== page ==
Plan your visit at Diamond Beach
Given the distance from Reykjavík, many visitors to Diamond Beach and Jökulsárlón opt to stay overnight in the area. While the distance can be covered in one day, it would require a journey of 13-14 hours with minimal stops. If you're keen on a glacier hike, wish to explore Skaftafell, or simply want to spend more time in the region, plan for at least two days for this adventure.
All About Diamond Beach
If you’re in a hurry, you can spend as little as 45 minutes at the Diamond Beach, strolling along the sand and snapping a few photos of the ice orbs along the shore. However, most people like to spend between one and two hours here, walking along the beach and spotting wildlife along the way. If you are combining your visit to the Diamond Beach with a boat tour at Jökulsárlón, you’ll want to allow for half a day at least.
From the carpark at Jökulsárlón, it is a very short walk to the Diamond Beach. It only takes a couple of minutes to cross the road and reach the black sand of the beach. Of course, you can stroll along the sand here to stretch your legs after the long drive and how long you walk is really up to you.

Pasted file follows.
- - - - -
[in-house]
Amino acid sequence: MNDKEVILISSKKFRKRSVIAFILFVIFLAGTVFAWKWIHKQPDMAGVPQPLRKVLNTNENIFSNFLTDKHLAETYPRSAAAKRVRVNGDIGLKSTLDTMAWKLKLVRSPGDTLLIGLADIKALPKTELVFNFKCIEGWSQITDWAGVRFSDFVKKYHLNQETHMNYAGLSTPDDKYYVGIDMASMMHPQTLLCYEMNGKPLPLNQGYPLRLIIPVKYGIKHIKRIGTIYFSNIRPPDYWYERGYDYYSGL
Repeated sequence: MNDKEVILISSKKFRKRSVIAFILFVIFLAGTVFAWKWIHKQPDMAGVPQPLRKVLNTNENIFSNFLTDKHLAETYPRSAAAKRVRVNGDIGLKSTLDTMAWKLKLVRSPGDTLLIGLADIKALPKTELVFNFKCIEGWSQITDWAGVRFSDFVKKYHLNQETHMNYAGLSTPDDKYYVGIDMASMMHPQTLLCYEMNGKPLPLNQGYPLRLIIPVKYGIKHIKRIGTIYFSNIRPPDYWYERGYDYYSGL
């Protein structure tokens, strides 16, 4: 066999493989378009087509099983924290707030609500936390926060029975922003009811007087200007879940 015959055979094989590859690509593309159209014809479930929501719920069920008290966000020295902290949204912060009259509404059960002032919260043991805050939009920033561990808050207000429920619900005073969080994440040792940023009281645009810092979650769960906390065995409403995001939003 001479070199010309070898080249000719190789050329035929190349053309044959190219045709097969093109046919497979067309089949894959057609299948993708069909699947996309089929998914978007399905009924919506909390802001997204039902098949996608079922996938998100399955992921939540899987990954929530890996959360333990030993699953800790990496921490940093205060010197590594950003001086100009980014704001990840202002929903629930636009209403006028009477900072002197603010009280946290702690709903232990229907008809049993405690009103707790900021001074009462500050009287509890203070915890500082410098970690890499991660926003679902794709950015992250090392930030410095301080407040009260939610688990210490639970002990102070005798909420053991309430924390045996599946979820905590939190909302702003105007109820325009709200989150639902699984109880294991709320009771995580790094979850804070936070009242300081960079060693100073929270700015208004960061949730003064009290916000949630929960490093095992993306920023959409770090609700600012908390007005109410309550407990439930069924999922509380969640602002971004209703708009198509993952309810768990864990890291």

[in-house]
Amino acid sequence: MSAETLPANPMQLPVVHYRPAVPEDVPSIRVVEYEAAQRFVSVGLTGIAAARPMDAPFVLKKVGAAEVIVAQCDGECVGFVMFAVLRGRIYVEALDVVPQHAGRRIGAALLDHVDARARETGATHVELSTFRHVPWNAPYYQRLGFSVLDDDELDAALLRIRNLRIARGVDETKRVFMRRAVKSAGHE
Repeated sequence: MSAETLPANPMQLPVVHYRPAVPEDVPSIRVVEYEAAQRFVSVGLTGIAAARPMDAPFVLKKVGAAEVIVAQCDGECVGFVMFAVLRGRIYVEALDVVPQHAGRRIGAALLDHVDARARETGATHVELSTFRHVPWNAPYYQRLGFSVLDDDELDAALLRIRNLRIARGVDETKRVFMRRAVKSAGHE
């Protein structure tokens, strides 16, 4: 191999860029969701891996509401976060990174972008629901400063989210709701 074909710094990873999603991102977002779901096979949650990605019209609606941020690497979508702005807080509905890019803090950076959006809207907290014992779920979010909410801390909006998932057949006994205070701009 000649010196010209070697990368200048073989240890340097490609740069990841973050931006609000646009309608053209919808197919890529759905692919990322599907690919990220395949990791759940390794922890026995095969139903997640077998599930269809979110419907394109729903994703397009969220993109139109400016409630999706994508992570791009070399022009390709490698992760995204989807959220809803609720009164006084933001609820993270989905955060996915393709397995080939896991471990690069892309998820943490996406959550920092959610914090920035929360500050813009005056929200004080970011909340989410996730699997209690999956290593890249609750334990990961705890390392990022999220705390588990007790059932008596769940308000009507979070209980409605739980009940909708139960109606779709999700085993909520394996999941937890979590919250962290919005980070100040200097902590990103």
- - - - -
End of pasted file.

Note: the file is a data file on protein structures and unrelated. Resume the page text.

In terms of light and spectacle, the best time to visit the Diamond Beach is at sunrise or sunset when the ice on the shore is cast in a golden hue. This is quite a difficult feat in summer when the sun never really sets below the horizon and the semi-twilight hours near midnight are as close to the “golden hour” as you will get. In winter, there’s the bonus of a late sunrise, so you can hit the beach in the morning without having to get up alarmingly early. During the months of the long shadows (late February to April and late September to early November), the sun stays low in the sky, making it feel as though the country is in a constant state of sunset. During these months of sepia tones and long shadows, you can visit the Diamond Beach any time of day to capture the glorious “golden hour”.
Not only is the Diamond Beach itself a photographer’s dream, but it is also right next to Jökulsárlón glacier lagoon which is one of Iceland’s biggest highlights. This is the only place in Iceland where you can see glowing blue icebergs floating in a glacial lagoon, so making the long journey from Reykjavik to see both is definitely worth it. There are also myriad natural wonders along the south coast to stop at along the way – tumbling waterfalls, glaciers and black-sand beaches.